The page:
The World Wide Fund for Nature announced Tuesday remote cameras in the Central Annamite Mountains captured pictures in September depicting a live saola, a cattle relative that resembles an antelope with a pair of closely spaced parallel horns, CNN reported Wednesday.
Officials said no more than a few hundred and possibly as few as a couple dozen saolas are believed to exist in the wild, and there are no animals in captivity.
"These are the most important wild animal photographs taken in Asia, and perhaps the world, in at least the past decade," said William Robichaud, coordinator of the Saola Working Group of the International Union for Conservation of Nature's Species Survival Commission.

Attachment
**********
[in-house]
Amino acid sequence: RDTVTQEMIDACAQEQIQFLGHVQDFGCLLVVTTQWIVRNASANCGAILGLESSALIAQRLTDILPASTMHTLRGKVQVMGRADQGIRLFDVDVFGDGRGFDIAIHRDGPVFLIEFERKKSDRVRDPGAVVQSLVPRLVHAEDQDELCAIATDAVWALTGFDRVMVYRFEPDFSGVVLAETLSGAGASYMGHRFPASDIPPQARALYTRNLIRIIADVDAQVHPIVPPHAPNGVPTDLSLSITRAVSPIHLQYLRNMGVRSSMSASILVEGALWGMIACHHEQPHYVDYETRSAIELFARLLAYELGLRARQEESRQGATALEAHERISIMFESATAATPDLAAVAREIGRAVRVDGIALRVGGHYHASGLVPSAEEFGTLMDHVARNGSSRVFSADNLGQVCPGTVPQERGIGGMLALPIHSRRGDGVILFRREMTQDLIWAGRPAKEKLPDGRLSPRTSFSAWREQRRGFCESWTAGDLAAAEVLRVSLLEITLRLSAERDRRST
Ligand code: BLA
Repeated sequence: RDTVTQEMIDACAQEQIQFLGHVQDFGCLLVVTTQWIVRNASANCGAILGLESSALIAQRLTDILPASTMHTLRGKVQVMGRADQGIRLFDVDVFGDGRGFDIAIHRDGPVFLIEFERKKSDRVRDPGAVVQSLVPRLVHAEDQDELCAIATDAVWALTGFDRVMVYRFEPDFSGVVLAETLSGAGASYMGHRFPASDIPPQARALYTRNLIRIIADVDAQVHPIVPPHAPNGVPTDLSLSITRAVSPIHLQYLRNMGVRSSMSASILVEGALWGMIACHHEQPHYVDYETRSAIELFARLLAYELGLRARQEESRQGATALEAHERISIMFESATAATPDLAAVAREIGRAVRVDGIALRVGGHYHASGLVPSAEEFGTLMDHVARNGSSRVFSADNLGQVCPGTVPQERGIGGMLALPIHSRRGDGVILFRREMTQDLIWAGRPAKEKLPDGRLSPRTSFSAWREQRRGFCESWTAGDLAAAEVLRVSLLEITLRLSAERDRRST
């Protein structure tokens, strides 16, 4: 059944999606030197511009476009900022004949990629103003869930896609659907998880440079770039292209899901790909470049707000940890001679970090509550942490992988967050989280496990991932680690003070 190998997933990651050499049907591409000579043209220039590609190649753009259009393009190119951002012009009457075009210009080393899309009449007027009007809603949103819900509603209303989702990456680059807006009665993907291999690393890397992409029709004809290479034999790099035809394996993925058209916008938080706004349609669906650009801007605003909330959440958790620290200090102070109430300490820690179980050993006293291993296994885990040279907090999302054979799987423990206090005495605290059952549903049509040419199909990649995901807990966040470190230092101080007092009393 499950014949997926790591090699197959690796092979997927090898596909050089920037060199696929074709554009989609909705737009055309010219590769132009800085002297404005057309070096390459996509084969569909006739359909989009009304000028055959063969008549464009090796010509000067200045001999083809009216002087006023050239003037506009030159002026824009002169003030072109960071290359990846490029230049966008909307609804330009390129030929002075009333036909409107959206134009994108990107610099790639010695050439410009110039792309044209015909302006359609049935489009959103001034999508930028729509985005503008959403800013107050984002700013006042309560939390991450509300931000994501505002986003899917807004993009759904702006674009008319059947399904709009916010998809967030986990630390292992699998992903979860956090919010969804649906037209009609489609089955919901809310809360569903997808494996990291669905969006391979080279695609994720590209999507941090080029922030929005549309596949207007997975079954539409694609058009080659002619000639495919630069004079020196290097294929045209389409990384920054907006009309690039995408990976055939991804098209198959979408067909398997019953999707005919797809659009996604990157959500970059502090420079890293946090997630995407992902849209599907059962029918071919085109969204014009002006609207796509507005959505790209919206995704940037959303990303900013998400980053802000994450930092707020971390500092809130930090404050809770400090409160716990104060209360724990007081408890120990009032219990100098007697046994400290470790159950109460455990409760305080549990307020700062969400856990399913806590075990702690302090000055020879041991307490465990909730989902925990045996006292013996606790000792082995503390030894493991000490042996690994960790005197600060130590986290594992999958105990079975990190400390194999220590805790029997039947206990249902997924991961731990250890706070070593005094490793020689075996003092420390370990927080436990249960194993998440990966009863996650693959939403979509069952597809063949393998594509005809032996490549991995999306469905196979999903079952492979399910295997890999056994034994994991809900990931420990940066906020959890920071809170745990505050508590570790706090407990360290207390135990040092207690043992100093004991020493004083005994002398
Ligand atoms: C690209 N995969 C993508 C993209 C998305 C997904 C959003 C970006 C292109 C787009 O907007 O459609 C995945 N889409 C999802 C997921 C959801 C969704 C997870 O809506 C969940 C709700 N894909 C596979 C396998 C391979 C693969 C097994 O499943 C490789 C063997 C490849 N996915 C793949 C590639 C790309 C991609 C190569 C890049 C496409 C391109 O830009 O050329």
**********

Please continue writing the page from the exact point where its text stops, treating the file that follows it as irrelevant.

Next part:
The WWF said the saola was first discovered in forests along the Vietnam-Laos border, and the last saola seen in the wilds of Vietnam was spotted in 1998. One of the animals was photographed in Laos in 1999, and a saola captured by residents of a Laotian village died before word reached researchers in 2010.
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